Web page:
Libraries teach students to be technology smart

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Vic Vela
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Ryan Livingston didn’t need to pull a rabbit out a hat, or locate a quarter from behind a child’s ear to amaze a group of befuddled second-graders from Lakewood’s Patterson Elementary School.

“These are called encyclopedias,” he said with books tucked under his arms, right after blowing the dust off the covers during a recent instructional period.

“Look at the date on here,” Livingston said, pointing to the large “2002” one of the books.

The students responded with a drawn out, “Whoooa.”

Livingston wasn’t trying to get the children to thumb through massive – and, their case, archaic – texts to get information for their biography assignments. Rather, he was demonstrating how much easier it is to use technology to access the things they’re looking for – without having to lug around books that weigh more than they do.

But, wait a second. Livingston is a ... librarian, isn’t he? Shouldn’t he be all into books?

“We’re not librarians anymore, we’re teacher-librarians,” Livingston said. “Honestly, I never take a book out and sit and read to the kids. That’s not my role any more. My role is about teaching and technological literacy.”

Patterson’s library looks like ... well, a library. The walls are plastered with water color-painted masterpieces that pay homage to “The Fat Cat Sat on the Mat” stories. Below them, tempting book titles like “An Adventure with Polly Polar Bear” and “Tracking and Taming Dragons” sit inside easy-to-reach bins.

But away from the books is Livingston’s world: The computer lab, where he’s not reading Dr. Seuss to a bunch of sleepy children.

He’s overseeing interactive lessons, where students sit in front of computer monitors and watch cool videos that teach them how we use tools to change phases of matter.

“It’s fun to watch,” said 9-year-old Mira Mizda, who took a break from bobbing her head up-and-down while watching an on-line video of dancers singing songs about matter. “I learn better by watching the videos.”

Gone are the days of the card-catalog shuffling librarian with the pencil protruding out of her blue hair. Many of today’s school librarians are much more. They are teachers of technology, and they are invaluable parts of modern day schools.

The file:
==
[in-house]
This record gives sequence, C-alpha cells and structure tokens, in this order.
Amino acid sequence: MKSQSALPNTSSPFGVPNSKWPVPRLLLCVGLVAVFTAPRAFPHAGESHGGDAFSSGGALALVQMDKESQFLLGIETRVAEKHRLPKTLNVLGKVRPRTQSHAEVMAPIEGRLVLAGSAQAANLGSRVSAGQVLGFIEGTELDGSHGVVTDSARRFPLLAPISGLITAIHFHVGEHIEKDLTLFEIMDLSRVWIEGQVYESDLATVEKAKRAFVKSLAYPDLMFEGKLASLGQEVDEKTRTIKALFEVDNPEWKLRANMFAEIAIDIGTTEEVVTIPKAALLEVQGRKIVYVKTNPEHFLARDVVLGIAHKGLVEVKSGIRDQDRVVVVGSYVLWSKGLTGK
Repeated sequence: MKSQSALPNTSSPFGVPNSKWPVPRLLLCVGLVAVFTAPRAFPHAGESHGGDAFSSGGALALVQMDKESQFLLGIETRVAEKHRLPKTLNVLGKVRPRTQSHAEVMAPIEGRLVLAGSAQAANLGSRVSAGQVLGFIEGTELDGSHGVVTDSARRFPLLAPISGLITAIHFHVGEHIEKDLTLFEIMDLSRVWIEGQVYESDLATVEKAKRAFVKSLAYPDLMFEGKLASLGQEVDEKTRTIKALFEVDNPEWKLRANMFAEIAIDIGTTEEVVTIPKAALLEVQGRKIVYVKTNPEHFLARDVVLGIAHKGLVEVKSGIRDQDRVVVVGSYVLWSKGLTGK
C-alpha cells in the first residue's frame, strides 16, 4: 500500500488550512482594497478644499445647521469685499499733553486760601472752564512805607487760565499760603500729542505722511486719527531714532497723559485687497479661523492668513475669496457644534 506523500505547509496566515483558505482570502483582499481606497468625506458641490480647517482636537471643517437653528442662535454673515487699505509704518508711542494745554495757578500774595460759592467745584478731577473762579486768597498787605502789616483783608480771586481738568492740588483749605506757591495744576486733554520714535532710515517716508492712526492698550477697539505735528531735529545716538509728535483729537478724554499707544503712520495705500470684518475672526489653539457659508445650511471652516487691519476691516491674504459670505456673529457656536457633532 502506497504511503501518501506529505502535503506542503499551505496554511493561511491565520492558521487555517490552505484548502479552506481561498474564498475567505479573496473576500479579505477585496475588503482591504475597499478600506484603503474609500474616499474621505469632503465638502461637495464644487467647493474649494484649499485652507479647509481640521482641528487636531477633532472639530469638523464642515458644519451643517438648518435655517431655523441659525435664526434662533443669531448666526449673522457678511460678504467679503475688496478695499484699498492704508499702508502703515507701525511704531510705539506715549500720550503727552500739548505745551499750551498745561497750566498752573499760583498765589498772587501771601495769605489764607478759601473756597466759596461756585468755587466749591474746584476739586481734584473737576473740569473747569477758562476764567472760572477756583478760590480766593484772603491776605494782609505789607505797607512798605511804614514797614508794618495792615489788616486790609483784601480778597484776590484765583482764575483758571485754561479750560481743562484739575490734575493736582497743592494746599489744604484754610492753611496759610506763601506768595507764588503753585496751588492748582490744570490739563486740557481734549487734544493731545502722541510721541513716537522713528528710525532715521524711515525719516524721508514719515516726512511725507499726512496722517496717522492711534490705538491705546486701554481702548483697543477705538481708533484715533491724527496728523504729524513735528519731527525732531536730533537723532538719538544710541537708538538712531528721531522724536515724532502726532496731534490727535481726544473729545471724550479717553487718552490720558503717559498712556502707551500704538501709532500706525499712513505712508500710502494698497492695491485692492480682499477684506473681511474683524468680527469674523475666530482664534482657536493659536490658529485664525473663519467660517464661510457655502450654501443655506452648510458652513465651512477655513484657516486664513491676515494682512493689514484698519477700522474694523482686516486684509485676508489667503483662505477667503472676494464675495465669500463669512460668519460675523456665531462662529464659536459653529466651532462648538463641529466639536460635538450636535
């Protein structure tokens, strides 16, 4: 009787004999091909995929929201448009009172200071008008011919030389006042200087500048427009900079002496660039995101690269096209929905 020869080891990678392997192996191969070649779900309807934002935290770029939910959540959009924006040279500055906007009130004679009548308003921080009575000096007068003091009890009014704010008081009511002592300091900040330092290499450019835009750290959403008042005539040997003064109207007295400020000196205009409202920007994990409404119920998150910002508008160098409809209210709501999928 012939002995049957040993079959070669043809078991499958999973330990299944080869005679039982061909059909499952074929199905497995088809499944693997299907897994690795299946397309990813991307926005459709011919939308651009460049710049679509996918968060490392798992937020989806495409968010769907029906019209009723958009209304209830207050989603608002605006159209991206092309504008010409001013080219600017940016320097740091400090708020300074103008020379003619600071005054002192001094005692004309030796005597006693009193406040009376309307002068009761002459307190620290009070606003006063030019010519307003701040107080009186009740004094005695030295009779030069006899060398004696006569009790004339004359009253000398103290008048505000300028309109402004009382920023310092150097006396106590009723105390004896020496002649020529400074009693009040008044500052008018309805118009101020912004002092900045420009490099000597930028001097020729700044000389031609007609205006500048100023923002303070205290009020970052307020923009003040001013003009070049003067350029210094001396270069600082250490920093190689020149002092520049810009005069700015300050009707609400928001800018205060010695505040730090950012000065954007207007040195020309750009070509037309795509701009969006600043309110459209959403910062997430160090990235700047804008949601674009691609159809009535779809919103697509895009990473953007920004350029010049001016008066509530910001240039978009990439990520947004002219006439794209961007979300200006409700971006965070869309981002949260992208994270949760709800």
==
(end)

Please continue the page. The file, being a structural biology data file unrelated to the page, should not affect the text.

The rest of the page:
“A teacher of students and a teacher of adults,” said Patterson Principal Beth Larson. “If Ryan is gone for a day, you just cross your fingers and hope for the best.”


Facing challenges

But it was as recent as last fall when principals like Larson around Jefferson County came close to having to deal with budgets that were about to be ripped apart with chainsaws.

The school district was faced with the very real prospect of having to slash more than $60 million from its 2013-14 budget, as a result of state funding losses. That would have meant layoffs, and it would have greatly affected teacher-librarian positions at schools like Patterson.

In Livingston’s case, the cuts would have required him to split his time between Patterson and another school, meaning he would serve as a part-time teacher-librarian to 900 students.

If that would have happened, Livingston – who is also the school’s International Baccalaureate coordinator – said he would have gone back to teaching in classrooms, leaving big shoes for Patterson to fill on the technological front.

“It was scary,” Larson said. “If he was here half time, teachers would have been fending for themselves. We’d need a lot more district support. And they don’t have the manpower to do that.”

Then, taxpayers came to the rescue. In November, voters approved two mill levy increases, including ballot issue 3A, which pumped $39 million into the district’s budget.

The money allowed schools like Patterson to hold on to full-time teacher-librarian positions.

And that’s a very good thing, seeing as how children these days were born into a digital world that requires technological guidance from people like Livingston.

“It is a virtual world,” Larson said. “And students are using computers a lot more. And not even PowerPoint; they’re beyond that. They’re so far beyond that I can’t tell you 100 percent where they are because they are so much farther than I probably ever will be.”